If you’re a reader of Regency historical fiction, you may perhaps have come across references to packet ships and wondered what they were. Well, let me tell you. As several of my books are set in Cornwall, I’ll focus specifically on the Falmouth Packet Service.
The ‘King’s Post’ had been an established entity for some years, set up to carry mail such as State letters and dispatches both on inland routes and internationally to and from Great Britain. These State letters and dispatches were known as ‘packets’ after the French word ‘paquet’, which referred to the way in these items were packaged and sealed.
In 1674, the then Post Master General, Colonel Whitley, proposed setting up a maritime route to Spain and Portugal from Plymouth or Fowey; he also envisaged that the service would carry passengers and goods. By the 1680s, communications between Protestant Britain and the Iberian Peninsula and the Mediterranean became difficult, due to the conflict existing with Roman Catholic France, who cut off the land routes to these places. Because a major part of Britain’s trade links lay with Spain and Portugal, and via them to the Americas and West Indies, an alternative route had to be found. However, it was not until the late 1680s to the early 1690s that the first service between Falmouth and the Groyne of Corunna was established. The first two packet ships were named Spanish Allyance and Spanish Expedition. By the 1830s, there were forty vessels sailing to Lisbon, Gibraltar, Malta, Corfu, Bermuda, Leeward Islands, Windward Islands, Mexico, Rio de Janeiro, and Buenos Aires.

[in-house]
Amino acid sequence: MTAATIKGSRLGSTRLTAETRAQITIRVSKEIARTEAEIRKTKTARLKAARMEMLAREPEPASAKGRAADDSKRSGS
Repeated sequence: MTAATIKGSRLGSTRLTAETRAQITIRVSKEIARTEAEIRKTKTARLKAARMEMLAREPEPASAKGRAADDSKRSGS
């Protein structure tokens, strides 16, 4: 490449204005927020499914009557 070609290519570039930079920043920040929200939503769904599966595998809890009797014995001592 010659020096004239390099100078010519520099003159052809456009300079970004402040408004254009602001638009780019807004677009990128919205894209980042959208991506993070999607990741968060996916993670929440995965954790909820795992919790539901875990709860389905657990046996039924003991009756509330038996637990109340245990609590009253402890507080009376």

The packet service was essentially a department of the General Post Office, under the jurisdiction of the Post Master General. A Packet Commander would be engaged by the General Post Office to undertake the required voyages in his own manned and equipped ship, at a hire of £1800 per annum. The ships had to be approved by the Postmaster General, and if a ship was being built specifically for packet service, it would be inspected at varying stages to ensure it complied with the Post Office specifications.
However, as the service grew, more staff were required to oversee its administration. In the 1790s the post of Inspector of Packets was established. This person’s role was to inspect the construction of new packet ships, assess any damage to packet ships sustained while in service, and calculate any compensation due. They were also expected to verify the suitability of other ships hired for service in emergencies.
H.M Packet brig 'Sheldrake' entering Falmouth harbour, copyright National Maritime Museum
Packet Agents, usually local men, were responsible for the receipt and dispatch of mail between Falmouth and London and the victualling of the ships. They were also expected to implement the Post Master General’s instructions and to ensure that the packet commanders complied with the terms of their contracts. It was in the Agent’s power to award contracts to favoured local business men to supply the victuals and other materials needed by the ships - something that could be open to abuse.
At various times other staff were also employed at the Falmouth packet station. During the war of 1701-1713, a shore based surgeon was employed to care for sick and wounded seamen lodged around the town. By 1823 there was a searcher and inspector of packets - whose job it was to suppress smuggling on the ships - a storekeeper, a chronometer maker, and a collector of monies and accounts’ keeper, in addition to a number of clerks.
Custom House Quay, Falmouth
Packet commanders, the men who owned and sailed the packet ships, were prominent and important members of the community. They wore uniforms similar to Royal Navy officers even though there was no requirement for such a uniform. Being wealthy, they could afford the best houses and many of them settled in Flushing, a select area close to Falmouth. Many of present-day Falmouth’s fine historic houses are also a legacy of wealthy packet boat commanders.